When the new Pixel Buds arrived last year, the sales pitch from Google certainly got me. The thought of a pair of true wireless buds with a focus on comfort and appearance in addition to sound and smarts was exactly what I was looking for. In my review, I made it clear that these were the buds I enjoyed the most, at least at the time.
Fast forward to today and the general story of the Pixel Buds doesn’t echo my early impressions and has since turned to an unpleasant one for many. After my review, the Buds landed in the ears of countless others and the reports of issues piled up so quickly that Google had to lay out a multi-month roadmap for updates that would address each and every one.
Google tried to address audio cutouts, hissing sounds, and other connectivity issues through those updates. Whether or not any of that was fixed depends on your pair of Pixel Buds or ears, I think. The Google Support community for the Pixel Buds 2 and the Google Pixel subreddit are filled with folks who continue to have problems with their expensive true wireless buds and/or have discovered what they believe to be fixes for whatever the bug of the day is.
As an example, a month or so ago I ran into an issue where my left Pixel Bud had completely drained and didn’t seem to want to charge. The right bud was fully charged and ready to rock, but nothing, even a factory reset on the Buds, could get the left to work. And then I discovered a thread with hundreds of responses from people experiencing the same issue dating back to May of last year. Their solution? After factory resetting, you had to pair and immediately turn off in-ear detection. If you accomplished that move, the left ear bud would then magically charge again and start working. I’m not kidding. It worked.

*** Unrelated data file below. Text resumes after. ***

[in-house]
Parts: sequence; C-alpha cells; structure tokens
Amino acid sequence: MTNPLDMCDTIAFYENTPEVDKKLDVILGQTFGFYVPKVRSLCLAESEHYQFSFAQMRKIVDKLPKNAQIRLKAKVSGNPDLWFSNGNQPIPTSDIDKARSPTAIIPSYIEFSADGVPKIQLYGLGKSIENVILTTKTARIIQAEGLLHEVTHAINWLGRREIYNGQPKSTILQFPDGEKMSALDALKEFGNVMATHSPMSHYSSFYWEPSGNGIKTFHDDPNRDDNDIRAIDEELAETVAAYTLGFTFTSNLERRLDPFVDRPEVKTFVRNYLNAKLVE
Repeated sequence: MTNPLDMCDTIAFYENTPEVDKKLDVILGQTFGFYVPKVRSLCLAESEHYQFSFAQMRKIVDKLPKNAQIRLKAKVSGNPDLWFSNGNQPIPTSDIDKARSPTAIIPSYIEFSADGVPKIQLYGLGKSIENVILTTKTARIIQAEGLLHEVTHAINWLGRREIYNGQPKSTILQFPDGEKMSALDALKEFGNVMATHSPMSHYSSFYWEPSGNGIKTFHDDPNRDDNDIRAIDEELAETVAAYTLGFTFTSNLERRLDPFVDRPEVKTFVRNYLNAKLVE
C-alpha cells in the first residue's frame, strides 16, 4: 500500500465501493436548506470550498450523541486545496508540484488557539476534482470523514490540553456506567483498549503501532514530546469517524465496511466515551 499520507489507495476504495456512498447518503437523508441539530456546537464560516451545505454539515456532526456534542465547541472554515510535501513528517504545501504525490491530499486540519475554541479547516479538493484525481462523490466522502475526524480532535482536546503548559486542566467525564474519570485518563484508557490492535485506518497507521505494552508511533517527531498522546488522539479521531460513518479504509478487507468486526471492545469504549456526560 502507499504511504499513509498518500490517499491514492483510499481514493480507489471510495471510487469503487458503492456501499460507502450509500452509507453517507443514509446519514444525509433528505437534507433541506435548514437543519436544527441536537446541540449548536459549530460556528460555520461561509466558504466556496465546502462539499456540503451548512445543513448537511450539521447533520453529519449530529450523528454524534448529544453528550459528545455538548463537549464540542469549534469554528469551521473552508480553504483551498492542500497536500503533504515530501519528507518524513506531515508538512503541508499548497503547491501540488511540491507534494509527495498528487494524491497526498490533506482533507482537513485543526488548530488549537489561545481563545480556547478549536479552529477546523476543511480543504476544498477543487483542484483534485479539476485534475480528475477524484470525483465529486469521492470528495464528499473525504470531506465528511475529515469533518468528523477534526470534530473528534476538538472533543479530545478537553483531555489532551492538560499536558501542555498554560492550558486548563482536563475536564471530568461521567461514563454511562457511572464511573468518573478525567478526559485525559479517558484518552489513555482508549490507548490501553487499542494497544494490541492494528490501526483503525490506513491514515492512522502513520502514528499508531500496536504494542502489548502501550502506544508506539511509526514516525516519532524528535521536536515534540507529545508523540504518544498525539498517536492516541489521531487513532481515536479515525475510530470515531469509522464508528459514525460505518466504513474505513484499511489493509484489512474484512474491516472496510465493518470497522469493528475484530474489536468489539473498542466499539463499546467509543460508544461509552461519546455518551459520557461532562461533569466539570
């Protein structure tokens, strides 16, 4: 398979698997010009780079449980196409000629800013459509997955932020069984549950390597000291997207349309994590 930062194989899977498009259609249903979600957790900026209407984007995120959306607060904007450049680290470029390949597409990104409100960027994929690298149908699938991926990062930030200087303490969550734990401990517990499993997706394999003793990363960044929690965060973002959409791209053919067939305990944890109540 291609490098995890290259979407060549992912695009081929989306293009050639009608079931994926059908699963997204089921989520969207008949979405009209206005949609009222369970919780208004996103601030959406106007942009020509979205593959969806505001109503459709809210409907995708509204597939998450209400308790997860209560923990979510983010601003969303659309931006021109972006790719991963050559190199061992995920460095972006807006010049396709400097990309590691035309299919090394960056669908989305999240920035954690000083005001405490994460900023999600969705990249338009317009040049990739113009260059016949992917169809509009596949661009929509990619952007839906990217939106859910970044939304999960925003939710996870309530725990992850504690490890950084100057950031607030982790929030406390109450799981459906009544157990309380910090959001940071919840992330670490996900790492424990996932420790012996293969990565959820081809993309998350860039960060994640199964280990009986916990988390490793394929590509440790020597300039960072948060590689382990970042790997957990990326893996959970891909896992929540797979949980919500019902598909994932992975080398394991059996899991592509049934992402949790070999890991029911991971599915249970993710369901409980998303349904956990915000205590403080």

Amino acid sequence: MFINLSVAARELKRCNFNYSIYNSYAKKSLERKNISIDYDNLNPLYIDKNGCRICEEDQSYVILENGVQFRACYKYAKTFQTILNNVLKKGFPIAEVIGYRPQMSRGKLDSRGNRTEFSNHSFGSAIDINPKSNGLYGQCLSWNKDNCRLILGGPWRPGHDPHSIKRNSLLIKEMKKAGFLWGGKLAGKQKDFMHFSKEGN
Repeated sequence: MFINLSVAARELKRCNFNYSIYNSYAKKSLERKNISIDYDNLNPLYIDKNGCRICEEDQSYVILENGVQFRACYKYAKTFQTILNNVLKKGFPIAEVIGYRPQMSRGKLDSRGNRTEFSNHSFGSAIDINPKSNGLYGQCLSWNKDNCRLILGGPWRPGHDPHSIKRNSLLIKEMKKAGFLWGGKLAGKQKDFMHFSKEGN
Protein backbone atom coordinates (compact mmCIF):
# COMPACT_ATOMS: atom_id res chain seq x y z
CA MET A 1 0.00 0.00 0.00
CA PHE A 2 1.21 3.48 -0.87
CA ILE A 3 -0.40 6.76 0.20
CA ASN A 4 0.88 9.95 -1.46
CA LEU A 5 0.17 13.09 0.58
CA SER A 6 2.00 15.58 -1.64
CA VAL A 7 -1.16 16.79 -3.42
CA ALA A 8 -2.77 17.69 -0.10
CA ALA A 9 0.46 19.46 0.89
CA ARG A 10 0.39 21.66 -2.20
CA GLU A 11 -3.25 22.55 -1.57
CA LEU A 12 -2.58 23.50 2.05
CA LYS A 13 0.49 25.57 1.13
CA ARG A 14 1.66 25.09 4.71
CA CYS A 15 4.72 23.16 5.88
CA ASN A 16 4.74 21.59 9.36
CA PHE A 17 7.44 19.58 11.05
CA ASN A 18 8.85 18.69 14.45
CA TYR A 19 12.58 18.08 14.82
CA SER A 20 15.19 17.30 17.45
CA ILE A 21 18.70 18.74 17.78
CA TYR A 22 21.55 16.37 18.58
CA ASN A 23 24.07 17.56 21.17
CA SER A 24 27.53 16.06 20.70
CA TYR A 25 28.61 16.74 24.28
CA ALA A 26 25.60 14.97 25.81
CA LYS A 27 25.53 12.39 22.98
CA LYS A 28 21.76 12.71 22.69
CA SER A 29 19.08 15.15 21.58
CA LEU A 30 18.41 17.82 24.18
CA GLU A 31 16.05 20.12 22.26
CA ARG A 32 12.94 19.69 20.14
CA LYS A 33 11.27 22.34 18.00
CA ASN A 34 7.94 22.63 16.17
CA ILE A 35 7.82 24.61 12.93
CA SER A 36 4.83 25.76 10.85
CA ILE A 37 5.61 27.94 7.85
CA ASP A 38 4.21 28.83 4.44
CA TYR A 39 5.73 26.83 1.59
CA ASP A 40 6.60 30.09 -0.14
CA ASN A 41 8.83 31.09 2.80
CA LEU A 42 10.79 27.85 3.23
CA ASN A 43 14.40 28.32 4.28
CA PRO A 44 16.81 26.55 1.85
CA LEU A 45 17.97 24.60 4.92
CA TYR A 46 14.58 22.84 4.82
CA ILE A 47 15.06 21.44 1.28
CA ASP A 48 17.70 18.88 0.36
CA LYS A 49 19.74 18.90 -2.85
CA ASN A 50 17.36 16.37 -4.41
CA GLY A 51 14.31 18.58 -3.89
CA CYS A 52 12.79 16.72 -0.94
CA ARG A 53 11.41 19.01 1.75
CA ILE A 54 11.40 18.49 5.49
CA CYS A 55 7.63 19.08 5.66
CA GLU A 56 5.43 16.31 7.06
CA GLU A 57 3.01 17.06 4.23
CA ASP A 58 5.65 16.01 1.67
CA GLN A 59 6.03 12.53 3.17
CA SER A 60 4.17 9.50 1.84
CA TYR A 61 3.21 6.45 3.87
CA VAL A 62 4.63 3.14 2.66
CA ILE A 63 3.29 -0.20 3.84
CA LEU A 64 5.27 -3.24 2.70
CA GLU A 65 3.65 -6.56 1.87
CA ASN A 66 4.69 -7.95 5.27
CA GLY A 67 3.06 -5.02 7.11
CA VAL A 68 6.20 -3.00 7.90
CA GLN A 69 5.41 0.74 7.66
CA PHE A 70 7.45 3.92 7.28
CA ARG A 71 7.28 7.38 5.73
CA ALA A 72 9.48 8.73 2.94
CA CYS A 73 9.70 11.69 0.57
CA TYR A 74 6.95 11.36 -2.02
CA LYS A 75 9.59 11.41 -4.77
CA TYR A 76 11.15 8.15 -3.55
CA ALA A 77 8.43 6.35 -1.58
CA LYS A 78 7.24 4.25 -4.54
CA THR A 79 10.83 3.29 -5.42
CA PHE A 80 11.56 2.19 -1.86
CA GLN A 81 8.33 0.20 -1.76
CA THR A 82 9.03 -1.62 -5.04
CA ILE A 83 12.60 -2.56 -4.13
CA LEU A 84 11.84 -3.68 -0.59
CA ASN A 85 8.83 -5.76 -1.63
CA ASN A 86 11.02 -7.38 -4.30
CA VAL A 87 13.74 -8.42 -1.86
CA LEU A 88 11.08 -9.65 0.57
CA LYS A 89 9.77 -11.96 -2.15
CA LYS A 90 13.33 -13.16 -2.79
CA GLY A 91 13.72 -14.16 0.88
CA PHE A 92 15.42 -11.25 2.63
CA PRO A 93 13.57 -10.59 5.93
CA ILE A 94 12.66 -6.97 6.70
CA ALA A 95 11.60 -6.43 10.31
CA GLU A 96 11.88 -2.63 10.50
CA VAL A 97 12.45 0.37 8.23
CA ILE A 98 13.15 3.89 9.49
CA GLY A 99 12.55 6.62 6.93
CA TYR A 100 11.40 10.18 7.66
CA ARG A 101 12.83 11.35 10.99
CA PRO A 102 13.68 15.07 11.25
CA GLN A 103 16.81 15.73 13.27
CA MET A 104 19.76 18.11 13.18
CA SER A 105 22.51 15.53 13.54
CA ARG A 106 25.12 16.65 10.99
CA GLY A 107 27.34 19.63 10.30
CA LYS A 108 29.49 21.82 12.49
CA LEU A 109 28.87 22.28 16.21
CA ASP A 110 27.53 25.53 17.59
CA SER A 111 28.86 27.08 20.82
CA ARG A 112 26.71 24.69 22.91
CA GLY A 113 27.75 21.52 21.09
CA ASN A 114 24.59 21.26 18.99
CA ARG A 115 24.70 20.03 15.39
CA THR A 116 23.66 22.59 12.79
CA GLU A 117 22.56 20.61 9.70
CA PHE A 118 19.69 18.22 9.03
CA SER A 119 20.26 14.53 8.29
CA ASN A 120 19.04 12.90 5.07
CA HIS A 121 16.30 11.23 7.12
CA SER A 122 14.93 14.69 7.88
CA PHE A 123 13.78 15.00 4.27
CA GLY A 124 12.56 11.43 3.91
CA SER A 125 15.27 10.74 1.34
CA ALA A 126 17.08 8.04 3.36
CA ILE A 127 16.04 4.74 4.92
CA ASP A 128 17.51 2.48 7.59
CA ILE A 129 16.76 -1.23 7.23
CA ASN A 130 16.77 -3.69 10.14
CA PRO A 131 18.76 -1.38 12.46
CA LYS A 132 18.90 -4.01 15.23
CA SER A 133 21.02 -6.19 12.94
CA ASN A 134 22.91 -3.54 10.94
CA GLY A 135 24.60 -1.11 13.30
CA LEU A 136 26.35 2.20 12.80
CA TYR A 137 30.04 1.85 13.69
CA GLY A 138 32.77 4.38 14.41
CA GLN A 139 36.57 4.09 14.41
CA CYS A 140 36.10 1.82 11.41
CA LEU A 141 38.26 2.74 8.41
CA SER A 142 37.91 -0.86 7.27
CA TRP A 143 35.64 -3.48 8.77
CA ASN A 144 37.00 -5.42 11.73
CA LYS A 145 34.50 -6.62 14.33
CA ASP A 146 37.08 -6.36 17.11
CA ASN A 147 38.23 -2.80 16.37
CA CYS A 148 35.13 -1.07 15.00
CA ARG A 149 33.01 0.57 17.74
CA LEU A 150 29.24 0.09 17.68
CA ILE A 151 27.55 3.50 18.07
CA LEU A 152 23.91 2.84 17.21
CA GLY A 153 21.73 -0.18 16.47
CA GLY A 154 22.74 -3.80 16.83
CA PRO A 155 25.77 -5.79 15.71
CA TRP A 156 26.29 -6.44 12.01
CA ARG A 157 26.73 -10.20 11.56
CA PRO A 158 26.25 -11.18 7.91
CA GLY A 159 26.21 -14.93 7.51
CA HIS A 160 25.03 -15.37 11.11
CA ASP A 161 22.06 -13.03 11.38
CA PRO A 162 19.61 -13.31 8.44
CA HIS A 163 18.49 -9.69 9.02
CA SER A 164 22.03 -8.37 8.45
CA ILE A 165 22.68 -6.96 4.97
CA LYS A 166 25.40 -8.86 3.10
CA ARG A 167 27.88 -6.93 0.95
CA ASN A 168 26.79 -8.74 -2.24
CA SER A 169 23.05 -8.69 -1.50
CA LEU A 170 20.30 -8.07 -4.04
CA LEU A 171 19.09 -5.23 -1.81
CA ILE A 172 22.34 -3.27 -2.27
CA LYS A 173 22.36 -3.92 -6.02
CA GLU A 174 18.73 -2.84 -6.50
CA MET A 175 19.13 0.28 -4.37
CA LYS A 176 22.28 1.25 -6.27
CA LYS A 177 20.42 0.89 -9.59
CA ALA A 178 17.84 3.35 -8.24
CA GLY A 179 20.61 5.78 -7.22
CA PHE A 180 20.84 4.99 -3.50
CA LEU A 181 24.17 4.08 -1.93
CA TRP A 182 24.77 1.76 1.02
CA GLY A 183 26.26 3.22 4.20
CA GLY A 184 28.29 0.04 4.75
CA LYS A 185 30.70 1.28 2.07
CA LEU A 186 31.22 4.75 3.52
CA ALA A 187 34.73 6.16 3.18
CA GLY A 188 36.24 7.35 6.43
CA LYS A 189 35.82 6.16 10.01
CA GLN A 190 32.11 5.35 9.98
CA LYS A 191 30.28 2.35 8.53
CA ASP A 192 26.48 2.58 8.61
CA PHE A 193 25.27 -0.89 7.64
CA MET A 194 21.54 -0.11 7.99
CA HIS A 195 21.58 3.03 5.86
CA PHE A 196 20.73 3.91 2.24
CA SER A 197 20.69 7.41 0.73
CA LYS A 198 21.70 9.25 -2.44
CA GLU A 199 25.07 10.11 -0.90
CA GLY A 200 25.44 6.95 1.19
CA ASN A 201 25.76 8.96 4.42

In another post I noticed this morning, some Pixel Buds owners were talking about how a long-running audio imbalance issue can be fixed simply by turning off the Adaptive Sound option in the Pixel Buds app. I’m not sure that everyone has found this to fix their problems, but you get the point. People invested $180 into Google’s new Pixel Buds and have run into so many issues since owning them that they’ll try anything.
What started out as a pair of wireless earbuds that ticked every single box has turned into an ongoing headache for those who bought in. I can’t even count the number of comments I’ve read over the months where Pixel Buds owners say they’ve given up hope and talked Google into refunding their purchase.
It’s too bad, man, because the Pixel Buds are still about the most comfortable ear buds I own and have without question the best touchpad and control system of any buds. But when your $180 ear buds are struggling in ways they were a year ago and you attempt to fix them on your own by turning off some of their best features, maybe these aren’t the play.